The fear of possible defaulting of Chinese real estate giant Evergrande has caused broad sell-off in global financial markets, even causing a dip in cryptocurrencies.
China’s one of the biggest real estate developers Evergrande’s struggle to avoid defaulting on tens of billions of dollars of debt has pushed the global financial system into a cycle of uncertainty.
As the Evergrande crisis sweeps through global markets, the price of Bitcoin has dipped nine percent to less than $42,669 while Etherium, another strong cryptocurrency, dropped almost 10 percent to $2,940 on Monday.
Bitcoin and Etherium marked each of their lowest prices since August while the value of the global cryptocurrencies has lost $250 billion.
The concerns of a potential huge debt default in China sparked a widespread market sell-off.
Not only digital markets, but also traditional stock markets were affected from the ongoing risk of failure of Chinese real estate giant.
On Monday, the US’s Wall Street fell in a broad sell-off, with the S&P 500 and Nasdaq suffering their biggest daily percentage drops since May.
American technology giants, Microsoft, Alphabet, Amazon, Apple, Facebook and Tesla, were among the biggest drags on the Nasdaq and the S&P 500.
On the other hand, Tokyo's Nikkei 225 stock exchange posted on Tuesday its largest one-day decrease, 2.17 percent, in the last three months while Chinese markets were closed for a national holiday.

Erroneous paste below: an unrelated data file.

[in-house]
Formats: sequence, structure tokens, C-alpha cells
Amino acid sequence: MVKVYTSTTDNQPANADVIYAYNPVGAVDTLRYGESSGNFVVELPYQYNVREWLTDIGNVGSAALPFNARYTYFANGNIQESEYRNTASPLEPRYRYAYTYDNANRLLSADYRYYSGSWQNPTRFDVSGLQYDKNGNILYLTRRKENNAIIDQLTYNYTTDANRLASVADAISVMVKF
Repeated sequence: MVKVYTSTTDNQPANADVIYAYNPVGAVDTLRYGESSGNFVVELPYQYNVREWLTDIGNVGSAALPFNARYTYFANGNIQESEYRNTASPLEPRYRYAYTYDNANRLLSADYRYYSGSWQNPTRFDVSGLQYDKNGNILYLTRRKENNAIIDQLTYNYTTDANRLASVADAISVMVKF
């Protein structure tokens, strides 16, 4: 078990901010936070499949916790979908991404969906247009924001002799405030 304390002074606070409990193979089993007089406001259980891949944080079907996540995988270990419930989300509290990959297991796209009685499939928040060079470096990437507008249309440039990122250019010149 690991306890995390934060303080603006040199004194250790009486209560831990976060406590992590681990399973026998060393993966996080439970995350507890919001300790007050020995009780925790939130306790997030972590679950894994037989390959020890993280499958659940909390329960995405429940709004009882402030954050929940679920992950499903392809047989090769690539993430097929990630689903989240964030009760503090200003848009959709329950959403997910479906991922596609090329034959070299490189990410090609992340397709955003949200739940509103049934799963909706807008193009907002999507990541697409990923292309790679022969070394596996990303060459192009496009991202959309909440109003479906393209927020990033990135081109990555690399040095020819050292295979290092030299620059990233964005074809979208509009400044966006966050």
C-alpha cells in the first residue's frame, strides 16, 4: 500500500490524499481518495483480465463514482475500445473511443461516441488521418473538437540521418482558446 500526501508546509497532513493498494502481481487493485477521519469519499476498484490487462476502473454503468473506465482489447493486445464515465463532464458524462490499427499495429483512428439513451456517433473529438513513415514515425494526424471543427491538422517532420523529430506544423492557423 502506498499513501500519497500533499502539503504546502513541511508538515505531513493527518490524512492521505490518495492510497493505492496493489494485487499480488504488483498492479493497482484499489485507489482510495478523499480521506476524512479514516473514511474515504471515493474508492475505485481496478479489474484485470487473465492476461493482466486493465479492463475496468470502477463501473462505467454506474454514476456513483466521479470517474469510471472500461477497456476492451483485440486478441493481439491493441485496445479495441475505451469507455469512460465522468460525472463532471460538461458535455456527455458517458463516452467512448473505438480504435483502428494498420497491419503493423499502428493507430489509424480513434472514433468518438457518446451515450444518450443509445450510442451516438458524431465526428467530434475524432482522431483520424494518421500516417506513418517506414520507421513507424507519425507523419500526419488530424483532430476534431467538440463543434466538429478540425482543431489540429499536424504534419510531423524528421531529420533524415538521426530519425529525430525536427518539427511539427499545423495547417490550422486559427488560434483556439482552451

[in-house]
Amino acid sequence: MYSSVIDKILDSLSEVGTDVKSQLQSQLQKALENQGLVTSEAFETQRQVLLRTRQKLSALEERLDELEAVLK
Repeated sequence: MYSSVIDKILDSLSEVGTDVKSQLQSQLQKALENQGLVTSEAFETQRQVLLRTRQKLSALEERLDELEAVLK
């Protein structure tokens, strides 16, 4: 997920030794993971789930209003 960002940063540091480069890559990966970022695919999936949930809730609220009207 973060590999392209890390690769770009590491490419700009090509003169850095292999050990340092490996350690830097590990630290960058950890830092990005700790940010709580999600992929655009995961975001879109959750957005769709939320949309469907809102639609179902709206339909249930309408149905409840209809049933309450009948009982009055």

Especially, the market value of the Japanese companies with operations in China has declined more, such as Hitachi Construction Machinery losing over five percent of its value.
When it comes to gold, its prices recovered on Monday from a more than one-month low of $1,741.86 as concerns over the fallout from property developer Evergrande’s solvency issues spooked stock markets worldwide and drove investors to safe-haven assets.
The uncertainty of the situation of the Chinese giant fuels fear for the global financial actors as Chinese regulators have not yet said what they might do about Evergrande Group.
It is expected from Beijing to intervene if Evergrande and lenders can’t agree on how to handle its debts, but any official resolution is expected to involve losses for banks and bondholders.
Evergrande is seen as the biggest casualty yet from the ruling Communist Party’s effort to rein in surging debt levels Beijing sees as a possible threat to the economy.
While some commentators describe the Evergrande crisis as China’s “Lehman moment,” referring to the bankruptcy of Lehman Brothers, which was a forerunner to the 2008 crisis.
However, the risk of global market contagion could be low as it has $18 billion of outstanding foreign-currency bonds and has $215 billion worth of land and partially completed projects.
“A managed default or even messy collapse of Evergrande would have little global impact beyond some market turbulence,” said MacAdam of Capital Economics.
Investors are currently waiting to see what China might do.
What is the Evergrande crisis?
Evergrande Group was founded in 1996 and is currently operating in building apartments, office towers and shopping malls which makes it China’s one of its biggest private sector conglomerates.
With more than 200,000 employees, the company has 1,300 projects in 280 cities and its assets worth $350 billion.
Evergrande’s Hong Kong-traded shares have fallen 85% since early 2021. Its bonds are trading at an equally deep discount
However, the company has been financing with borrowed money. As of June 30, Evergrande reported $310 billion of outstanding debts to bondholders, banks, construction contractors and other creditors.
$37.3 billion of that debt was due within a year which is nearly triple Evergrande's $13.5 billion in cash holdings, according to a company financial report.